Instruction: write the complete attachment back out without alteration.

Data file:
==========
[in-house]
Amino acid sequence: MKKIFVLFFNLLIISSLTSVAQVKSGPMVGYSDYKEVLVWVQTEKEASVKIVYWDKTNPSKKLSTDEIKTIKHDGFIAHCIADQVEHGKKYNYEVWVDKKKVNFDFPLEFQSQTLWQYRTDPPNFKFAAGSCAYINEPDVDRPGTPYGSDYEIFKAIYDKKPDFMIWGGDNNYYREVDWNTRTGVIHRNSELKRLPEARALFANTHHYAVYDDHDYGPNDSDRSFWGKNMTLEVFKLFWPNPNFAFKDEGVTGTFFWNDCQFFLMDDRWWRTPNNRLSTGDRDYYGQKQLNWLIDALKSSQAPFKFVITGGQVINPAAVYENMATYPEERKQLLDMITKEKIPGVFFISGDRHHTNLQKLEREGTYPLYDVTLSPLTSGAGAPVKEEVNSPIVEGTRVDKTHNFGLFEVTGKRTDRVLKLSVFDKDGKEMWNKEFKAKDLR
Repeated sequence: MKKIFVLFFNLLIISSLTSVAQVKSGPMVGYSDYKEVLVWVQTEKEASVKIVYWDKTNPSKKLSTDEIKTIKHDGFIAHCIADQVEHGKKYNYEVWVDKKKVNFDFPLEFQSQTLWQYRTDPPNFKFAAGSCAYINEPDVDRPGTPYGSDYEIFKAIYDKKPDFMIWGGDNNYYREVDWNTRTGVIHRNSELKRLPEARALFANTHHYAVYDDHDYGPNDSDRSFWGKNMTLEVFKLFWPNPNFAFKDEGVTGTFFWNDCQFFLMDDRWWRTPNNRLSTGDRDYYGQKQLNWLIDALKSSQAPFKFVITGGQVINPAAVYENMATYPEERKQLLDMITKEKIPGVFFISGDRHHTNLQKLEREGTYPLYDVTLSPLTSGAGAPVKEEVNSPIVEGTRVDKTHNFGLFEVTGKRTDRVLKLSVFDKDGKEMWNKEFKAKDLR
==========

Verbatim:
[in-house]
Amino acid sequence: MKKIFVLFFNLLIISSLTSVAQVKSGPMVGYSDYKEVLVWVQTEKEASVKIVYWDKTNPSKKLSTDEIKTIKHDGFIAHCIADQVEHGKKYNYEVWVDKKKVNFDFPLEFQSQTLWQYRTDPPNFKFAAGSCAYINEPDVDRPGTPYGSDYEIFKAIYDKKPDFMIWGGDNNYYREVDWNTRTGVIHRNSELKRLPEARALFANTHHYAVYDDHDYGPNDSDRSFWGKNMTLEVFKLFWPNPNFAFKDEGVTGTFFWNDCQFFLMDDRWWRTPNNRLSTGDRDYYGQKQLNWLIDALKSSQAPFKFVITGGQVINPAAVYENMATYPEERKQLLDMITKEKIPGVFFISGDRHHTNLQKLEREGTYPLYDVTLSPLTSGAGAPVKEEVNSPIVEGTRVDKTHNFGLFEVTGKRTDRVLKLSVFDKDGKEMWNKEFKAKDLR
Repeated sequence: MKKIFVLFFNLLIISSLTSVAQVKSGPMVGYSDYKEVLVWVQTEKEASVKIVYWDKTNPSKKLSTDEIKTIKHDGFIAHCIADQVEHGKKYNYEVWVDKKKVNFDFPLEFQSQTLWQYRTDPPNFKFAAGSCAYINEPDVDRPGTPYGSDYEIFKAIYDKKPDFMIWGGDNNYYREVDWNTRTGVIHRNSELKRLPEARALFANTHHYAVYDDHDYGPNDSDRSFWGKNMTLEVFKLFWPNPNFAFKDEGVTGTFFWNDCQFFLMDDRWWRTPNNRLSTGDRDYYGQKQLNWLIDALKSSQAPFKFVITGGQVINPAAVYENMATYPEERKQLLDMITKEKIPGVFFISGDRHHTNLQKLEREGTYPLYDVTLSPLTSGAGAPVKEEVNSPIVEGTRVDKTHNFGLFEVTGKRTDRVLKLSVFDKDGKEMWNKEFKAKDLR